As a developer, getting a feel for the language and codebase is quite important when it comes to implementing designs. Just as children learn by trial and error, developers learn by exploring the code. Many innovative ideas can also stem from exploring the codebase; refactoring certain classes for example. However, if a developer never gets enough time to work their way through the code or language then they can never truly get comfortable with it.

The Bottom Line

Like Wilden and Needham, I think pair programming should be used in moderation. In my own limited experience as a developer, I faced days where my productivity was low. It could be argued that on these days pair programming all day would have helped this, but I don’t think it would have. Almost everyone who has has some work experience can relate to days where your brain does not seem to want to function properly. The mind doesn’t think straight; logic, which was always like second nature is baffling and even words escape you. On these days a developer just wants to get through the day. These unproductive days have always been compensated with extremely productive, slightly longer, working days. However if forced to pair program all day on such days then I’d have to say that it most likely would not have resulted in feelings of hatred, however it may have led me to associate negative feelings with programming with my pairing partner. This is not a failing on the concept of pair programming alone, in fact pair programming in small increments may help, but on human nature.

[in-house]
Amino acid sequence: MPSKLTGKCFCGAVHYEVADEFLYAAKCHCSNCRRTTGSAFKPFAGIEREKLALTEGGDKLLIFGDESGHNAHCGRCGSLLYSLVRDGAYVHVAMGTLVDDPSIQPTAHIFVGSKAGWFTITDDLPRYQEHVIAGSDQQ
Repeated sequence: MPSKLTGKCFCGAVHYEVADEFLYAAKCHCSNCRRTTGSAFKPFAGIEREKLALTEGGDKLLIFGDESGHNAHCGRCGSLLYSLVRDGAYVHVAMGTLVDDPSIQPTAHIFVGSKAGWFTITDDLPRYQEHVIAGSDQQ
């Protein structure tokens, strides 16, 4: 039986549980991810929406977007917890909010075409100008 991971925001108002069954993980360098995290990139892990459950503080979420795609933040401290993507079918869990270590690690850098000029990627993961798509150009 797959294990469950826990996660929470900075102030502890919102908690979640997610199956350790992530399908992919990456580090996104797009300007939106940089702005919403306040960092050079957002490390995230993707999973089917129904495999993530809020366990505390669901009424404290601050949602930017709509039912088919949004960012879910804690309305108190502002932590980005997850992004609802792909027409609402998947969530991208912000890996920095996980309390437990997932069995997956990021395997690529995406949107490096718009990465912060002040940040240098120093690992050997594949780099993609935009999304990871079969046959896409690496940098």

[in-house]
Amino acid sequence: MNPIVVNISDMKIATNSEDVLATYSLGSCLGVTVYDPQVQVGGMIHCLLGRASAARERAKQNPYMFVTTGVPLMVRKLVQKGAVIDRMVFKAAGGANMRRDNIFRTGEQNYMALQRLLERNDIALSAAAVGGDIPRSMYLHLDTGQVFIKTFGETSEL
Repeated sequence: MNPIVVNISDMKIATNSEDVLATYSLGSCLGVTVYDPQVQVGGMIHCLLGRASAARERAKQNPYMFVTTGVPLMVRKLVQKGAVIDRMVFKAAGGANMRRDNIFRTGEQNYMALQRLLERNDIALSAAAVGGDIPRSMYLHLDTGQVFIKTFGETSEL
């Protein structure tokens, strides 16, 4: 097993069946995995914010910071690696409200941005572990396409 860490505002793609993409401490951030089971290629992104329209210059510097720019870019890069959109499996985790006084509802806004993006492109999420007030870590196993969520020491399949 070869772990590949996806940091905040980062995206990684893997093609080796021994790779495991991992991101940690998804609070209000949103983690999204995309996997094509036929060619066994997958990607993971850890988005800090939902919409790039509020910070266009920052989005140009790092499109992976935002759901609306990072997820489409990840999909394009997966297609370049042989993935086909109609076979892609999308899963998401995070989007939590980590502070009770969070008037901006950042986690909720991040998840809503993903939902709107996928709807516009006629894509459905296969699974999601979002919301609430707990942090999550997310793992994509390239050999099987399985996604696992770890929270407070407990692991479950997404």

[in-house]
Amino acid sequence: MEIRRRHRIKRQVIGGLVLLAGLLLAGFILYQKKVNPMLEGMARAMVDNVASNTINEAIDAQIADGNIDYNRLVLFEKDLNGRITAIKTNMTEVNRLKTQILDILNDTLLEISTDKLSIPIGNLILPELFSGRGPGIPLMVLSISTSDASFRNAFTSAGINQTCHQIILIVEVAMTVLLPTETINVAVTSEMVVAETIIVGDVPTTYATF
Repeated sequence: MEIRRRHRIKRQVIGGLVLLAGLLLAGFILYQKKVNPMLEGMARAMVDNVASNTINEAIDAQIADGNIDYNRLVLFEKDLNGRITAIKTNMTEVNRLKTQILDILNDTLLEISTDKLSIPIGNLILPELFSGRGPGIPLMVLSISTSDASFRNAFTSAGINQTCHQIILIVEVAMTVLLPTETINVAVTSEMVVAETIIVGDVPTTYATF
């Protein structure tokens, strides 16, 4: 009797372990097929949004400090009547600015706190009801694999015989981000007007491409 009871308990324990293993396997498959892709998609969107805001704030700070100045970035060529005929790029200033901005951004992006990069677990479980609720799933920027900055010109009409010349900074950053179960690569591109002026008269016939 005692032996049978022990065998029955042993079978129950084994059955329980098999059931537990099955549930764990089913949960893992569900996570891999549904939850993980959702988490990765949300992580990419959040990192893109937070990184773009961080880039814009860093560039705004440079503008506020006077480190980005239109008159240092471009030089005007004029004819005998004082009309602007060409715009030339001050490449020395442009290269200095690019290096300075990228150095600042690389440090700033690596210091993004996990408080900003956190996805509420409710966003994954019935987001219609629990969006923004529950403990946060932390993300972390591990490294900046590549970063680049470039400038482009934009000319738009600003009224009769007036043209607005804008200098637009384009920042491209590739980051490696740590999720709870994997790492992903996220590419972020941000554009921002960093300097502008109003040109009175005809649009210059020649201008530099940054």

Pair programming is incredibly beneficial and should be used in moderation especially when used to exchange knowledge. It can make a great coaching tool and when used to solve a new, unseen problem it can help teams work together to design innovative solutions .  However pairing one hundred percent of the time should be approached with caution to ensure that colleagues do not develop mutual feelings of annoyance towards one another.


[1] D. Winkler, M.Kitzler, C.Steindk, S.Biffl (2013) ‘Investigating the Impact of Experience and Solo/Pair Programming on Coding Efficiency: Results and Experiences from Coding Contests’, Agile Processes in Software Engineering and Extreme Programming [Online]. Available at:

[2] Erik Arisholm, Member, IEEE, Hans Gallis, Tore Dyba˚, Member, IEEE Computer Society, and Dag I.K. Sjøberg, Member, IEEE (2007) ‘Evaluating Pair Programming with Respect to System Complexity and Programmer Expertise’, IEEE TRANSACTIONS ON SOFTWARE ENGINEERING, 33(2), [Online]. Available at:

[3] Kim Man Lui, Keith C.C. Chan (2006) ‘Pair programming productivity: Novice–novice vs. expert–expert’, [Online]. Available at:

[4] Alistair Cockburn, Laurie Williams (n.d.) ‘The Costs and Benefits of Pair Programming’,[Online]. Available at:

[5] Mark Needham (2011) Pair Programming: The disadvantages of 100% pairing, Available at: .

[6] Mark Wilden (2009) Why I Don’t Like Pair Programming (and Why I Left Pivotal),Available at: